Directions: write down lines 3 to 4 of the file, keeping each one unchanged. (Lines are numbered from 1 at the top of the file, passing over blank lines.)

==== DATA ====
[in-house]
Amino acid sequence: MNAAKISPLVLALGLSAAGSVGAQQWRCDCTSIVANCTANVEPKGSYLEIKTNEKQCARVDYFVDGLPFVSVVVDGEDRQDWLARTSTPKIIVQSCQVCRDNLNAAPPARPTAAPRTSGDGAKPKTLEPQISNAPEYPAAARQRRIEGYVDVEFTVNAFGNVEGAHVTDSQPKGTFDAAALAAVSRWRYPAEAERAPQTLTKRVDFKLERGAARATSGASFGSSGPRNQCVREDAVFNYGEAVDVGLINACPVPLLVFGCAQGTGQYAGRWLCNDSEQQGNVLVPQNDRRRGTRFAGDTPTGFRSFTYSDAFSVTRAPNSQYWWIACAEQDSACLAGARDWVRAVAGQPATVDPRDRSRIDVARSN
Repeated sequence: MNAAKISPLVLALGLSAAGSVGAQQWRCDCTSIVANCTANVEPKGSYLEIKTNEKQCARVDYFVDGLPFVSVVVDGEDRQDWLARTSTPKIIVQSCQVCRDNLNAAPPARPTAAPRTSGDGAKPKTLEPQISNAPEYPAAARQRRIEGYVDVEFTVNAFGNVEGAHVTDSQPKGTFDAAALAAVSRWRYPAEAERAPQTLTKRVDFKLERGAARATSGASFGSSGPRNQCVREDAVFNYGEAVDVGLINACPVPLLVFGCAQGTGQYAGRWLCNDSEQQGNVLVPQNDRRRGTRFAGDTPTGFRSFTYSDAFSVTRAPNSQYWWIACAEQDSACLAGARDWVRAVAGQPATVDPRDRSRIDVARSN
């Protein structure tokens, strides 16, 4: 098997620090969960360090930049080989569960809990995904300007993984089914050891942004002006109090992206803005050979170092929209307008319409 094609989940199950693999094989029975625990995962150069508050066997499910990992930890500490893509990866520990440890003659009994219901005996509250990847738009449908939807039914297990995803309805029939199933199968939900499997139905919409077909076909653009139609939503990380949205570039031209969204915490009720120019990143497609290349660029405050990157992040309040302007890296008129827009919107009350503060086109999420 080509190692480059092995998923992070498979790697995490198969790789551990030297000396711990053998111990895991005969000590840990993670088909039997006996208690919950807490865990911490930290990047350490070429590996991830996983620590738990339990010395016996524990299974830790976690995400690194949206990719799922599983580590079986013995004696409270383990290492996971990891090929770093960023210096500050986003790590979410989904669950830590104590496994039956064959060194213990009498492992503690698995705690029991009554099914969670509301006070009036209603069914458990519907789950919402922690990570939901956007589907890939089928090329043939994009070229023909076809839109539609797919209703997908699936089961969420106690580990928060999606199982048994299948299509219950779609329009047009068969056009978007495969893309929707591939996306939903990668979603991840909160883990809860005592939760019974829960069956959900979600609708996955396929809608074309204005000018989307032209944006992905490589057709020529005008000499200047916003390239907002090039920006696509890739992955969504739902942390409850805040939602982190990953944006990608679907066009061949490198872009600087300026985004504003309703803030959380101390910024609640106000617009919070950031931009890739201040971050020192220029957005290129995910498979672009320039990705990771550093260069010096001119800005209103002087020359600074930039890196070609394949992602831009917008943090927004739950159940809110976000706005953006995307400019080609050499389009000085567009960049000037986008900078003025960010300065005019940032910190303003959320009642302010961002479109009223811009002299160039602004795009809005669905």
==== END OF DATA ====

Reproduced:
Repeated sequence: MNAAKISPLVLALGLSAAGSVGAQQWRCDCTSIVANCTANVEPKGSYLEIKTNEKQCARVDYFVDGLPFVSVVVDGEDRQDWLARTSTPKIIVQSCQVCRDNLNAAPPARPTAAPRTSGDGAKPKTLEPQISNAPEYPAAARQRRIEGYVDVEFTVNAFGNVEGAHVTDSQPKGTFDAAALAAVSRWRYPAEAERAPQTLTKRVDFKLERGAARATSGASFGSSGPRNQCVREDAVFNYGEAVDVGLINACPVPLLVFGCAQGTGQYAGRWLCNDSEQQGNVLVPQNDRRRGTRFAGDTPTGFRSFTYSDAFSVTRAPNSQYWWIACAEQDSACLAGARDWVRAVAGQPATVDPRDRSRIDVARSN
């Protein structure tokens, strides 16, 4: 098997620090969960360090930049080989569960809990995904300007993984089914050891942004002006109090992206803005050979170092929209307008319409 094609989940199950693999094989029975625990995962150069508050066997499910990992930890500490893509990866520990440890003659009994219901005996509250990847738009449908939807039914297990995803309805029939199933199968939900499997139905919409077909076909653009139609939503990380949205570039031209969204915490009720120019990143497609290349660029405050990157992040309040302007890296008129827009919107009350503060086109999420 080509190692480059092995998923992070498979790697995490198969790789551990030297000396711990053998111990895991005969000590840990993670088909039997006996208690919950807490865990911490930290990047350490070429590996991830996983620590738990339990010395016996524990299974830790976690995400690194949206990719799922599983580590079986013995004696409270383990290492996971990891090929770093960023210096500050986003790590979410989904669950830590104590496994039956064959060194213990009498492992503690698995705690029991009554099914969670509301006070009036209603069914458990519907789950919402922690990570939901956007589907890939089928090329043939994009070229023909076809839109539609797919209703997908699936089961969420106690580990928060999606199982048994299948299509219950779609329009047009068969056009978007495969893309929707591939996306939903990668979603991840909160883990809860005592939760019974829960069956959900979600609708996955396929809608074309204005000018989307032209944006992905490589057709020529005008000499200047916003390239907002090039920006696509890739992955969504739902942390409850805040939602982190990953944006990608679907066009061949490198872009600087300026985004504003309703803030959380101390910024609640106000617009919070950031931009890739201040971050020192220029957005290129995910498979672009320039990705990771550093260069010096001119800005209103002087020359600074930039890196070609394949992602831009917008943090927004739950159940809110976000706005953006995307400019080609050499389009000085567009960049000037986008900078003025960010300065005019940032910190303003959320009642302010961002479109009223811009002299160039602004795009809005669905």